Beechwood arm, brass pin at end

Made:
1790-1819
maker:
Watt, James

1 Long beechwood arm, with brass pin at end

This item is part of the contents of the workshop that Scottish engineer James Watt developed at his home, Heathfield, at Handsworth, Birmingham, from c.1795 through to his death in 1819. Although Watt is best known for his work on the steam engine, his workshop contains a wide variety of objects from many different projects, from chemistry to sculpture-copying.

The description of the item was written by Edward Collins, the land agent responsible for Heathfield when the workshop was given to the Science Museum in 1924. Collins could not always identify what he was looking at, but always described what he saw clearly. This has allowed his descriptions to form the basis of subsequent research.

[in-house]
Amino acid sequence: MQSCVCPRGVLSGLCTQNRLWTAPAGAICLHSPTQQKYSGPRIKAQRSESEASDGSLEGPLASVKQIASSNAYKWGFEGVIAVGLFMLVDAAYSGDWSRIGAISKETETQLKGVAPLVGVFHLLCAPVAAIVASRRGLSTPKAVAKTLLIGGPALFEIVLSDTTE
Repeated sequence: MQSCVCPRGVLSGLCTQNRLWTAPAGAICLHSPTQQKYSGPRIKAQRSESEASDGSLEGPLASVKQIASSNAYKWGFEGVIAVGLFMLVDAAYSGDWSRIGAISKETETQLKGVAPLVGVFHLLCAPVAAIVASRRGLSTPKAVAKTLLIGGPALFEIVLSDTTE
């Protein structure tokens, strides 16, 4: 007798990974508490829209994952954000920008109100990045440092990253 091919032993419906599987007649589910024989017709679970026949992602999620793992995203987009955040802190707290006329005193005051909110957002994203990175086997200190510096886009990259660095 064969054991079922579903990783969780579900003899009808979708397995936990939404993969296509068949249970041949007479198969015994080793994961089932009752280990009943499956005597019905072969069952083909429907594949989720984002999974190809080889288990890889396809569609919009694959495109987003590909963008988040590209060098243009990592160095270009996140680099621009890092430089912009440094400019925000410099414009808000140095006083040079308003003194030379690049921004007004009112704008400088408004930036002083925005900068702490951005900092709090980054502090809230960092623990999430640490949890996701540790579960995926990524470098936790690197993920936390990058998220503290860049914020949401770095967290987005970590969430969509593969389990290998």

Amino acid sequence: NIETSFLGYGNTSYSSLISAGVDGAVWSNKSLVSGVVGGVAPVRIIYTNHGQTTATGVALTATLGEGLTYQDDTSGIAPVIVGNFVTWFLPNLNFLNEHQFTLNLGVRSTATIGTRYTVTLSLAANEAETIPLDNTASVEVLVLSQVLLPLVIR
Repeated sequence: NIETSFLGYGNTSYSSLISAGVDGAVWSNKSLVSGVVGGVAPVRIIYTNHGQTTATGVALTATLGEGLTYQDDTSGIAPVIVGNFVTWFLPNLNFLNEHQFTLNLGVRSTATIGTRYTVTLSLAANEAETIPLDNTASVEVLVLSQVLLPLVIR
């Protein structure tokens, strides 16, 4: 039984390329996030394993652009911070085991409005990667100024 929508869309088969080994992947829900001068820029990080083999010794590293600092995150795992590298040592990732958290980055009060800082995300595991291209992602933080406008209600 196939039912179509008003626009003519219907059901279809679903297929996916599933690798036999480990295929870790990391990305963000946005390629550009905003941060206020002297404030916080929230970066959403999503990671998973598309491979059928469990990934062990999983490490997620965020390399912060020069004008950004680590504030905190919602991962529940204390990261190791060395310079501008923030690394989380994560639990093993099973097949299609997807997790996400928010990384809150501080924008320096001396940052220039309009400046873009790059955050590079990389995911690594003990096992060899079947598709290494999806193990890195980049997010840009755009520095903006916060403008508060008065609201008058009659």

This item appears to be a small crank, made from 1/16” brass. It may be associated with Watt's experimental work on the steam engine - particularly his research into how to make the engine rotative, able to drive machinery in mills and factories, as well as reciprocating pumps.

Details

Category:
James Watt's Garret Workshop
Object Number:
1924-792/2341
Materials:
beech (wood) and brass (copper, zinc alloy)
type:
arm
credit:
Major J.M. Gibson-Watt